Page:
Figure 2

The floppy drive and CD drive are often referred to as drives with removable media or removable drives for short, because you can remove whatever disk is currently in the drive, and replace it with another. Your computer's hard disk can store as much information as tens of thousands of floppy disks, so don't worry about running out of space on your hard disk any time soon. As a rule, you want to store everything you create or download on your hard disk. Use the floppy disks and CDs to send copies of files through the mail, or to make backup copies of important items.

Random Access Memory (RAM)

There's too much "stuff" on your computer's hard disk to use it all at the same time. During the average session sitting at the computer, you'll probably use only a small amount of all that's available. The stuff you're working with at any given moment is stored in random access memory (often abbreviated RAM, and often called simply "memory"). The advantage using RAM to store whatever you're working on at the moment is that RAM is very fast. Much faster than any disk. For you, "fast" translates to less time waiting and more time being productive.

So if RAM is so fast, why not put everything in it? Why have a hard disk at all? The answer to that lies in the fact that RAM is volatile. As soon as the computer is shut off, whether intentionally or by an accidental power outage, every thing in RAM disappears, just as quickly as a light bulb goes out when the plug is pulled. So you don't want to rely on RAM to hold everything. A disk, on the other hand, holds its information whether the power is on or off.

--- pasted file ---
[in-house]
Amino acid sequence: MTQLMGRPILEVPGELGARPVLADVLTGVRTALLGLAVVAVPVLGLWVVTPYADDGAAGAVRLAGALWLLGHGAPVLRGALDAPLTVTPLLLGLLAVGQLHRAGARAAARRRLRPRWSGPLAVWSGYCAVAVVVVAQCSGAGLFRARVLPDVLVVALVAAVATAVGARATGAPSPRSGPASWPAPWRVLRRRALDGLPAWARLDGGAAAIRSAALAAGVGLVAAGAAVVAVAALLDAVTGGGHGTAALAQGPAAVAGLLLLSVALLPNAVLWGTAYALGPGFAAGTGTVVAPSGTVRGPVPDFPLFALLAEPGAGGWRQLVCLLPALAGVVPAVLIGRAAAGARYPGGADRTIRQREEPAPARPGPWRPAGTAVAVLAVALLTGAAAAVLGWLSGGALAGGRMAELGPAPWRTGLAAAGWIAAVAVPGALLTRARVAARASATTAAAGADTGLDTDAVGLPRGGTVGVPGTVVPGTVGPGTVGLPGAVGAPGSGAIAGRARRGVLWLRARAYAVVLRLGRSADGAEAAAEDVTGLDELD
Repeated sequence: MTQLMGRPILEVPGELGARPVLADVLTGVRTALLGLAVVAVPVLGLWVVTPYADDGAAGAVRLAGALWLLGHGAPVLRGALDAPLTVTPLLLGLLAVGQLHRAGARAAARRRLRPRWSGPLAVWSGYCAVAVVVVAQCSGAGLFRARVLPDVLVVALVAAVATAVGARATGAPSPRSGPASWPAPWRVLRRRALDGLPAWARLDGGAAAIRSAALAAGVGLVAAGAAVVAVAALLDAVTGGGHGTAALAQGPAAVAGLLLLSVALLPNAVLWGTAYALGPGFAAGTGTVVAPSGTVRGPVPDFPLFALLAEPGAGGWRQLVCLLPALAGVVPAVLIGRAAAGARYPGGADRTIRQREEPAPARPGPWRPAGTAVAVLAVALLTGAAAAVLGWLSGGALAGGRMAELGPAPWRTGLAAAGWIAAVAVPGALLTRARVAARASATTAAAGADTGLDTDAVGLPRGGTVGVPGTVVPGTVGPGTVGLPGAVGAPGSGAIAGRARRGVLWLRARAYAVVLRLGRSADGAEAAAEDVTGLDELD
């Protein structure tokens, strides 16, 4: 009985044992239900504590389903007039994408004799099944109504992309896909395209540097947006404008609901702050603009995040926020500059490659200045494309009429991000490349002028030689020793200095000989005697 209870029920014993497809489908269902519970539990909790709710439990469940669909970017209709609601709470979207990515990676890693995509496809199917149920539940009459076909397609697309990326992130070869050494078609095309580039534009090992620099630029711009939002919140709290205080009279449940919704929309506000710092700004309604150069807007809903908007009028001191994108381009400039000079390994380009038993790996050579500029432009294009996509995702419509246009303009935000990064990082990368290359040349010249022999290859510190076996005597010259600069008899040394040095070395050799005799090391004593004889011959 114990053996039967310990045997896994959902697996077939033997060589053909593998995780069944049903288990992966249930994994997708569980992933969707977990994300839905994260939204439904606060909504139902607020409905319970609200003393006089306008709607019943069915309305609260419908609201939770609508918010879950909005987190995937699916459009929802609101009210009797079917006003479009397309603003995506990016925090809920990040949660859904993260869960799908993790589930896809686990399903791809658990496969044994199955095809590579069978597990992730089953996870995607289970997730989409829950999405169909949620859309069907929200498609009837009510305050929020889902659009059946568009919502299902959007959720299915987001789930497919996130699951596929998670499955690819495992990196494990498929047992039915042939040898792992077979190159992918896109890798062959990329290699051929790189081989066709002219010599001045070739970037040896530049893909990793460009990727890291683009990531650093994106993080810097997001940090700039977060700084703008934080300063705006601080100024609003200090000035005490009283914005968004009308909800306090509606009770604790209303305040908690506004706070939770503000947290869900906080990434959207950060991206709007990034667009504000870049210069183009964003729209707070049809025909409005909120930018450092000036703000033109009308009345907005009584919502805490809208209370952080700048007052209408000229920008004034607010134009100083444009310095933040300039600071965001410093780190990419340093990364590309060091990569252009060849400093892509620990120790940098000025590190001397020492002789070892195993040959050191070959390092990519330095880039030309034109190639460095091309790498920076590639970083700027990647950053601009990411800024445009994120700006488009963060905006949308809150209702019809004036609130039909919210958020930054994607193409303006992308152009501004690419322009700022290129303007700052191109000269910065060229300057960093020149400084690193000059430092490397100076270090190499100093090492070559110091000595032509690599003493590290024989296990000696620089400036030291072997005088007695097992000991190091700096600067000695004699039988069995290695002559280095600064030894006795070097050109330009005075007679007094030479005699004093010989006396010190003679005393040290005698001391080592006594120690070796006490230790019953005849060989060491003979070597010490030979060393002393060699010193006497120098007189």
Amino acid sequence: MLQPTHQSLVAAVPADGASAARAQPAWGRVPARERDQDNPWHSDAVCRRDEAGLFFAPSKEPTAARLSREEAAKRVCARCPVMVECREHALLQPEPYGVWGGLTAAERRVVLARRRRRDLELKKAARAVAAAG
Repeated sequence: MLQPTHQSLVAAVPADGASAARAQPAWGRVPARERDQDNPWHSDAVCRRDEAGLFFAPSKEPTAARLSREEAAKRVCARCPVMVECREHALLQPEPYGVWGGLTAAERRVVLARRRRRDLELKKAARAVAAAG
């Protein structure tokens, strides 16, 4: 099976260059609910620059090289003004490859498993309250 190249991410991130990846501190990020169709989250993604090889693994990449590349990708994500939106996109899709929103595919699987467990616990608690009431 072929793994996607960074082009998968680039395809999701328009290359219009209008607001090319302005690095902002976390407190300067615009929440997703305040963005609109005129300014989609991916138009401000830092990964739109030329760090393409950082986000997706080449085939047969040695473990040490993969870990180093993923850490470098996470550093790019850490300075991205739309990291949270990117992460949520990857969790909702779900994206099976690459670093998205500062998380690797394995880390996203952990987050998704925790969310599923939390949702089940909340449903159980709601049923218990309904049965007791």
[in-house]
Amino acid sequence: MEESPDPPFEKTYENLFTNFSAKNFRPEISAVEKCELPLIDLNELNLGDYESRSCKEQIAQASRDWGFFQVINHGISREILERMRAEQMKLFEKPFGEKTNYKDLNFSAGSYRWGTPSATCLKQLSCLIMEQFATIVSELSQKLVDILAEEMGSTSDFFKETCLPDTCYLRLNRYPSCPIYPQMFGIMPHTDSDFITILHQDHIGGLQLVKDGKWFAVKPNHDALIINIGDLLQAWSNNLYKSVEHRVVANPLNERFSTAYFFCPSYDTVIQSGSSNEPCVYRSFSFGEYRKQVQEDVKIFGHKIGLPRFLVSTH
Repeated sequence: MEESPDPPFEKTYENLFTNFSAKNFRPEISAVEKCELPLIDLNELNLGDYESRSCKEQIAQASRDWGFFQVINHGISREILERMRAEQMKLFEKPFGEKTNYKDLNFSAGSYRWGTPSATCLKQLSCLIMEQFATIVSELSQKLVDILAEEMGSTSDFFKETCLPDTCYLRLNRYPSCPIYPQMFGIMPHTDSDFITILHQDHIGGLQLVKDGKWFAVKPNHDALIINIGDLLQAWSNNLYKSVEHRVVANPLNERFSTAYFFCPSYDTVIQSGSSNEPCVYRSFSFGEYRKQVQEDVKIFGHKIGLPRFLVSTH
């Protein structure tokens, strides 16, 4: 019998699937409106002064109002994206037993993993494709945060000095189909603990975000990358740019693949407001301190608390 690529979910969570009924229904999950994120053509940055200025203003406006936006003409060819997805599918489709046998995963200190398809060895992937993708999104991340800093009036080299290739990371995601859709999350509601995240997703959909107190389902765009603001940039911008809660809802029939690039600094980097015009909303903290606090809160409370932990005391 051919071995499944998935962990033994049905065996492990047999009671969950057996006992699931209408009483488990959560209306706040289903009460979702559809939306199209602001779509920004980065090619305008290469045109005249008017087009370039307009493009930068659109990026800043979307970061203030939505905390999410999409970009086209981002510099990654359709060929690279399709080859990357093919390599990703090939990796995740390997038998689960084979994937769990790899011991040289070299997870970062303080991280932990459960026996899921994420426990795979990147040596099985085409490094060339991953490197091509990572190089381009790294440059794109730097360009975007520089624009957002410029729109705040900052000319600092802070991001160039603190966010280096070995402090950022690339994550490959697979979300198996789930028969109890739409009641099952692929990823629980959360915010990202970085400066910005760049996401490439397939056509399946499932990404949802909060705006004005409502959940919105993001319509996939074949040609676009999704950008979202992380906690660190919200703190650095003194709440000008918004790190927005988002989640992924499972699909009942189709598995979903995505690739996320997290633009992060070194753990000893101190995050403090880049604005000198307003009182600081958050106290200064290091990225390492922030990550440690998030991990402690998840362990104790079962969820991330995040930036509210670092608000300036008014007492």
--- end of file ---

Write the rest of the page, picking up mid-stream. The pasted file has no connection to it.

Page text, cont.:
The Hard Disk

All of the information that's "in your computer", so to speak, is stored on your computer's hard disk. You never see that actual hard disk because it's sealed inside a special housing and needs to stay that way. Unlike RAM, which is volatile, the hard disk can hold information forever -- with or without electricity. Most modern hard disks have tens of billions of bytes of storage space on them. Which, in English, means that you can create, save, and download files for months or years without using up all the storage space it provides.
In the unlikely event that you do manage to fill up your hard disk, Windows will start showing a little message on the screen that reads "You are running low on disk space" well in advance of any problems.  In fact, if that message appears, it won't until you're down to about 800 MB of free space. And 800 MB of empty space is equal to about 600 blank floppy disks. That's still plenty of room!

The Mouse

Obviously you know how to use your mouse, since you must have used it to get here. But let's take a look at the facts and buzzwords anyway. Your mouse probably has at least two buttons on it. The button on the left is called the primary mouse button, the button on the right is called the secondary mouse button or just the right mouse button. I'll just refer to them as the left and right mouse buttons. Many mice have a small wheel between the two mouse buttons, as illustrated in Figure 3.

Figure 3

The idea is to rest your hand comfortably on the mouse, with your index finger touching (but not pressing on) the left mouse button. Then, as you move the mouse, the mouse pointer (the little arrow on the screen) moves in the same direction. When moving the mouse, try to keep the buttons aimed toward the monitor -- don't "twist" the mouse as that just makes it all the harder to control the position of the mouse pointer.